Oaxacan Figurative Ceramics
Ocotlan de Morelos, a typical rural town in the southern Mexican state of Oaxaca is the home of the four Aguilar sisters, renowned nationally and internationally for their imaginative and innovative ceramic figures. These delightful pieces are a celebration of the indigenous culture in their portrayal of the tableaux of daily life, from food to dress to customs and mythology. Radiating a warmth that is quintessentially Mexican.
The four Aguilar sisters, Josfina, Guillermina, Irene and Concepcion, received their experience and training with clay from their mother Dona Isaura, the first woman potter to lift her work from the everyday need of pots for the household to the realm of imagination with evocative, ornamental figurative images. Although Dona Isuara received no recognition for her work, her daughters have achieved international renown with her legacy.
Producing these delightful works is a difficult and labor-intensive process that involves the entire family. Many steps are involved from digging clay, drying sifting and kneading, hand holding, firing and painting.
During the dry season, in Josefina’s household the day begins very early in the morning, when the difficult work of digging the clay is done. The really good clay lies deep down 10 to 15 feet below the surface and must be dug through layers of dirt, rock and sand. Enough must be stockpiled to last through the rainy season when digging is dangerous. Sitting on the floor, Josefina shapes the figures by hand, using a maguey thorn to etch fine lines of expression on the faces. Her husband, Jose Garcia Cruz, paints much of the work after it is fired. Her son Sergio’s task is to knead the clay that has already been dried, pulverized, and mixed with water. Working with his feet, the task can take 4 to 5 hours till all the water has been absorbed. Josefina is supported in her work by a household of 25 people that includes sons and daughters, daughters-in-law and grandchildren as is the custom in the region.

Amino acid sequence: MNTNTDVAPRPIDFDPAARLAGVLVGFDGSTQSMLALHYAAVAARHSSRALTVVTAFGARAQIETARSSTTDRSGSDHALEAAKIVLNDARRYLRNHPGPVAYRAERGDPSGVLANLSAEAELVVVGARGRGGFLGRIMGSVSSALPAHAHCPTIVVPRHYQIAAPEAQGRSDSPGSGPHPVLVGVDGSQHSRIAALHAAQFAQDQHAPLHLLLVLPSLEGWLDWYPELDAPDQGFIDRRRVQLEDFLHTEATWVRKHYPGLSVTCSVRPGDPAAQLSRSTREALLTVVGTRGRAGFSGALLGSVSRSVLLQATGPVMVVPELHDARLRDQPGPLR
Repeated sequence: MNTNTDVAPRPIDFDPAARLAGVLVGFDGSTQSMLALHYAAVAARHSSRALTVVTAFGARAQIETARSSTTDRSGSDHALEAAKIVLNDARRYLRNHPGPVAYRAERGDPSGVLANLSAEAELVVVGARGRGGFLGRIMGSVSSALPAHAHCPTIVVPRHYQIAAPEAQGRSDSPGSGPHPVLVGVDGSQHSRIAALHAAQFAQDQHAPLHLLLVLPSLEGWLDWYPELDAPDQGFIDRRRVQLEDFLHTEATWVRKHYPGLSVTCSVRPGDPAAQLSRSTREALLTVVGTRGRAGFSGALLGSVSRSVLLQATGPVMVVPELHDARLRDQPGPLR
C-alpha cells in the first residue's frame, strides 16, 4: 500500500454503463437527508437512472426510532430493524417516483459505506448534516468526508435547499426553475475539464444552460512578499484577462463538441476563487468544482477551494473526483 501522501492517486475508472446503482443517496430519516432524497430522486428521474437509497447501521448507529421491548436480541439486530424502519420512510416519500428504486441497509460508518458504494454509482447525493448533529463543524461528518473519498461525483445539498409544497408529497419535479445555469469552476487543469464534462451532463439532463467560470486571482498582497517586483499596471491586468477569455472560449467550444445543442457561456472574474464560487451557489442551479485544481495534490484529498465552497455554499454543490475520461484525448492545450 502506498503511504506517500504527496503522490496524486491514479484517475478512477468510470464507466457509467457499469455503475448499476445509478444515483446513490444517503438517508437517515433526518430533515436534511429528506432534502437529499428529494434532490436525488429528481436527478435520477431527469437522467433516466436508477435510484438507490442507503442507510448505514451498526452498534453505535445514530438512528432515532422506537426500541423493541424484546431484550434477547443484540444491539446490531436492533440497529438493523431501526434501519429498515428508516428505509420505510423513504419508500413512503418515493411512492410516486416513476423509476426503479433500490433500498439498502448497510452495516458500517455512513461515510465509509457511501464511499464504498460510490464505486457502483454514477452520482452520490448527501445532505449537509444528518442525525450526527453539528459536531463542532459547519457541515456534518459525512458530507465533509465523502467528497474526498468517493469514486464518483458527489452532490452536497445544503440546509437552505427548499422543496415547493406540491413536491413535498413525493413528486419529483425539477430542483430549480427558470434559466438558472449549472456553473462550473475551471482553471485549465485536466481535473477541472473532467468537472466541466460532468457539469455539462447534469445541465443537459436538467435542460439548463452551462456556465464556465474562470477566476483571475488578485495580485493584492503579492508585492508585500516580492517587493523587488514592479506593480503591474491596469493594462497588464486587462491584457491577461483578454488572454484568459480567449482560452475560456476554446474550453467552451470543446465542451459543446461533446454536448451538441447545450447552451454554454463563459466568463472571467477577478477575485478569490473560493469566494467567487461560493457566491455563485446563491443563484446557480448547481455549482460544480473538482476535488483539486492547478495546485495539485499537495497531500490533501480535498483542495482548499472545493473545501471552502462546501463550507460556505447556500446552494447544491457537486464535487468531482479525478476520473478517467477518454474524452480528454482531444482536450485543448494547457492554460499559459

The art is greatly influenced by the traditions, religions, the myths & legends, the celebrations and the rituals that are the foundations of daily life in Oaxaca. Many of the art pieces relate to the important festival of the Day of the Dead (Dia De los Muertos). This art is an important means of economic survival in one of the poorest states of Mexico, but it is also an important means of self-expression in a culture where “proper” women are quiet, humble and longsuffering. Despite their struggles, these women mold exuberance and jubilation into their clay!
For more information about Day of the Dead visit our Life After Life page.